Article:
O Lord, My G-d,
I pray that these things never end.
The sand and the sea,
The rush of the Water,
The crash of the heavens,
The prayer of woman and man.
"Eli, Eli," a poem written by Hannah Szenes, has become a folk song and modern prayer made famous, in part, because of her courage and dignity in the face of death.
Hannah Szenes (pronounced "Senesh") was born in Budapest in 1921. Her father, a well-known writer, died when she was six. Hannah and her brother, George, were raised in a middle-class, assimilated home by their mother, Catherine. Although Judaism was not emphasized in her home life, Hannah's diary entries show that she was very concerned about the rising antisemitism in Europe. Hannah was a brilliant student, at the top of her high school class. But because of discrimination against the Jews in Hungary, she would have to convert to Christianity in order to continue her education at the university. Instead, both Hannah and her brother became Zionists and immigrated to Israel. Hannah enrolled in an agricultural school and joined kibbutz Sdot Yam two years later. She began to demonstrate literary talent by writing poetry and plays in Hebrew.
When World War II broke out in Europe, Hannah was deeply concerned about the welfare of Europe's Jews, including her remaining family in Budapest. She enlisted in the Jewish Brigade of the British army and volunteered to join a small, select group of paratroopers who were dropped behind enemy lines in Europe. Her goal was to contact and aid the remaining Jews in Hungary. In March, 1944, she was parachuted into Yugoslavia. At the height of deportation of the Hungarian Jews, Hannah crossed the Hungarian border but was captured almost immediately. Although tortured severely and repeatedly, she refused to divulge any information. She was executed 5 months later, refusing the blindfold and staring squarely at the firing squad. Hannah Szenes was 23 years old.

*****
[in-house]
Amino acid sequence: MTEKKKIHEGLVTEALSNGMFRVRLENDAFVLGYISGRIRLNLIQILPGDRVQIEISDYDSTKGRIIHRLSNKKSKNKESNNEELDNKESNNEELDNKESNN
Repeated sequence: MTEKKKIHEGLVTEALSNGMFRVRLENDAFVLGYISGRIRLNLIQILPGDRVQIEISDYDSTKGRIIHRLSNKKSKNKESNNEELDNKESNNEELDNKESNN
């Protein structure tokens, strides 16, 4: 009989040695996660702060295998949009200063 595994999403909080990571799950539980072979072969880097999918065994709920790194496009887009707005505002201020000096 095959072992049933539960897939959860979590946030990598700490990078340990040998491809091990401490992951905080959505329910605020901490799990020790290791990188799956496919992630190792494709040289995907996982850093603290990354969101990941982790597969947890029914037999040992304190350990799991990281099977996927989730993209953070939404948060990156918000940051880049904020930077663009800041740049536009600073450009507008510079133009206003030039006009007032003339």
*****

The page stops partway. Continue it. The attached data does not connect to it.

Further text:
In 1950, Hannah Szenes' remains were re-buried on Mount Herzl in Jerusalem. Her diary and many of her literary works have been published, some set to music, including the poem she wrote shortly before her death, "Blessed is the Match."
Blessed is the match that burned and kindled flames,
Blessed is the flame that set hearts on fire.
Blessed are the hearts that knew how to die with honor,
Blessed is the match that burned, and kindled flames.
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